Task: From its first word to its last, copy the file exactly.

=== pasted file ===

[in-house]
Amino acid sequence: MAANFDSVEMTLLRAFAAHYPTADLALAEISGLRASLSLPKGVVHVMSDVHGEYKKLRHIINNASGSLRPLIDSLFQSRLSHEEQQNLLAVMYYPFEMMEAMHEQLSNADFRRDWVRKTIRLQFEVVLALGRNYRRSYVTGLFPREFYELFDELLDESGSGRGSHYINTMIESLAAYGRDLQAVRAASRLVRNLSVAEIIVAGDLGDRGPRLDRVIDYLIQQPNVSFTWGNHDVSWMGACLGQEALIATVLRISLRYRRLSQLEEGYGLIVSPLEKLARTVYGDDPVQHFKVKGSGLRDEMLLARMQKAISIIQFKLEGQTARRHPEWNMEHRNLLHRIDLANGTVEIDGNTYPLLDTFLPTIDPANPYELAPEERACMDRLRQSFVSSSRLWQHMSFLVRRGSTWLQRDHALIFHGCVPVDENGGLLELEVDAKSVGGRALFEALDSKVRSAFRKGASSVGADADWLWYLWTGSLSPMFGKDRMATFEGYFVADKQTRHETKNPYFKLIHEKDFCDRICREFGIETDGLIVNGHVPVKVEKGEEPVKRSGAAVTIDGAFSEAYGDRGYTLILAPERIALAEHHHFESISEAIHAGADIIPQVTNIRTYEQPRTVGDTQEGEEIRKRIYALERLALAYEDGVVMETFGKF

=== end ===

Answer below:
[in-house]
Amino acid sequence: MAANFDSVEMTLLRAFAAHYPTADLALAEISGLRASLSLPKGVVHVMSDVHGEYKKLRHIINNASGSLRPLIDSLFQSRLSHEEQQNLLAVMYYPFEMMEAMHEQLSNADFRRDWVRKTIRLQFEVVLALGRNYRRSYVTGLFPREFYELFDELLDESGSGRGSHYINTMIESLAAYGRDLQAVRAASRLVRNLSVAEIIVAGDLGDRGPRLDRVIDYLIQQPNVSFTWGNHDVSWMGACLGQEALIATVLRISLRYRRLSQLEEGYGLIVSPLEKLARTVYGDDPVQHFKVKGSGLRDEMLLARMQKAISIIQFKLEGQTARRHPEWNMEHRNLLHRIDLANGTVEIDGNTYPLLDTFLPTIDPANPYELAPEERACMDRLRQSFVSSSRLWQHMSFLVRRGSTWLQRDHALIFHGCVPVDENGGLLELEVDAKSVGGRALFEALDSKVRSAFRKGASSVGADADWLWYLWTGSLSPMFGKDRMATFEGYFVADKQTRHETKNPYFKLIHEKDFCDRICREFGIETDGLIVNGHVPVKVEKGEEPVKRSGAAVTIDGAFSEAYGDRGYTLILAPERIALAEHHHFESISEAIHAGADIIPQVTNIRTYEQPRTVGDTQEGEEIRKRIYALERLALAYEDGVVMETFGKF